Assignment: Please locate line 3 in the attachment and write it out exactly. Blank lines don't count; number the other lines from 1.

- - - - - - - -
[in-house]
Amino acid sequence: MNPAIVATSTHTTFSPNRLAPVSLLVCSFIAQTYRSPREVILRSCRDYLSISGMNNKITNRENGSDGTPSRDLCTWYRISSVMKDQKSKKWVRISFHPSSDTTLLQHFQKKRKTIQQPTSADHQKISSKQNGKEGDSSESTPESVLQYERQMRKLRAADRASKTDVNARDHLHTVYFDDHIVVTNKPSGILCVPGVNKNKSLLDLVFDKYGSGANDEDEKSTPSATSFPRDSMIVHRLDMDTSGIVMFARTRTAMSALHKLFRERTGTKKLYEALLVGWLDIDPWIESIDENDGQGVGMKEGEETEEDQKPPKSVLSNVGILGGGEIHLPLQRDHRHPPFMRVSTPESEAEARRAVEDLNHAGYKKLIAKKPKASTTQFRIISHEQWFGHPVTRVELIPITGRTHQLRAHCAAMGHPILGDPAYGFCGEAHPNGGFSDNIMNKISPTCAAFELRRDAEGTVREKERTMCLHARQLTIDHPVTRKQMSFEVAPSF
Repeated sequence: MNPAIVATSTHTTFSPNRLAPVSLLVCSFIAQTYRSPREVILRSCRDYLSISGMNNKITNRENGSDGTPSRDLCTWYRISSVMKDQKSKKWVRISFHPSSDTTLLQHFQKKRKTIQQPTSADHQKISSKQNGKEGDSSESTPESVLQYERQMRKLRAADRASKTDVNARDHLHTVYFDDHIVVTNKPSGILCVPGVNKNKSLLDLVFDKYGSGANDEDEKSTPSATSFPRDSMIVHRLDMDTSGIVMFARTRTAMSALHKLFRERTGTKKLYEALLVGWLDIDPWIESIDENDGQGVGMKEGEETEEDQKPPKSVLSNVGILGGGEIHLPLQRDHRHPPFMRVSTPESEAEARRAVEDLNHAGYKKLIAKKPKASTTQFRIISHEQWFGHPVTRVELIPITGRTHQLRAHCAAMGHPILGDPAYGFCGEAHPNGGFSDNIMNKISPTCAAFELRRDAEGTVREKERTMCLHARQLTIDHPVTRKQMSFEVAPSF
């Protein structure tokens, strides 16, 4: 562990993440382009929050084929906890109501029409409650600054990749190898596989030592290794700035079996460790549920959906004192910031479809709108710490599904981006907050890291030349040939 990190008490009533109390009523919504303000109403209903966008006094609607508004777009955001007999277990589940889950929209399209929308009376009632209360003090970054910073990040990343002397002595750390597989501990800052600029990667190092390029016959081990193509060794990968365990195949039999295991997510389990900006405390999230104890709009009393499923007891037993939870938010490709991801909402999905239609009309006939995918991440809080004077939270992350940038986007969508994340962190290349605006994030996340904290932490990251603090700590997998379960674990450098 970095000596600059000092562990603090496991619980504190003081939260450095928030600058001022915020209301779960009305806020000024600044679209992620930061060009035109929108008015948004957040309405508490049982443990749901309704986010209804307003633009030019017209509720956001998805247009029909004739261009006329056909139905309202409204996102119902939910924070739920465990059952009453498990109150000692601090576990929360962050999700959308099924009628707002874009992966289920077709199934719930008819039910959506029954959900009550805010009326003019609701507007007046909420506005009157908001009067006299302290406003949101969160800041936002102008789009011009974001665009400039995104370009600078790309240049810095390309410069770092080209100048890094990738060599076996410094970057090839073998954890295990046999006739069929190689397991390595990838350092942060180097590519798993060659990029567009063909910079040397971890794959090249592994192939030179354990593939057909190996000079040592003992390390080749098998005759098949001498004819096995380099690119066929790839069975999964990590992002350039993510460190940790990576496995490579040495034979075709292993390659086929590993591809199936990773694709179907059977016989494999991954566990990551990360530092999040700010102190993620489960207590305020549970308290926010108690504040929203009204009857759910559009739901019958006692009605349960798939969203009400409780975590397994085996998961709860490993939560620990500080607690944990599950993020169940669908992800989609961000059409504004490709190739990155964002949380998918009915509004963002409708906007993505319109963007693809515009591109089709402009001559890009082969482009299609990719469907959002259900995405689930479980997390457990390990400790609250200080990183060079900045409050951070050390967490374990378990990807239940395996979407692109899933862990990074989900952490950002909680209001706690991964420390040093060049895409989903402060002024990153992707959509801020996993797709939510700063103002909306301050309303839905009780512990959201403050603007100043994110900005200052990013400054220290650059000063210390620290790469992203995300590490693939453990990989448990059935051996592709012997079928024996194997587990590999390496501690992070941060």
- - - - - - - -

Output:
Repeated sequence: MNPAIVATSTHTTFSPNRLAPVSLLVCSFIAQTYRSPREVILRSCRDYLSISGMNNKITNRENGSDGTPSRDLCTWYRISSVMKDQKSKKWVRISFHPSSDTTLLQHFQKKRKTIQQPTSADHQKISSKQNGKEGDSSESTPESVLQYERQMRKLRAADRASKTDVNARDHLHTVYFDDHIVVTNKPSGILCVPGVNKNKSLLDLVFDKYGSGANDEDEKSTPSATSFPRDSMIVHRLDMDTSGIVMFARTRTAMSALHKLFRERTGTKKLYEALLVGWLDIDPWIESIDENDGQGVGMKEGEETEEDQKPPKSVLSNVGILGGGEIHLPLQRDHRHPPFMRVSTPESEAEARRAVEDLNHAGYKKLIAKKPKASTTQFRIISHEQWFGHPVTRVELIPITGRTHQLRAHCAAMGHPILGDPAYGFCGEAHPNGGFSDNIMNKISPTCAAFELRRDAEGTVREKERTMCLHARQLTIDHPVTRKQMSFEVAPSF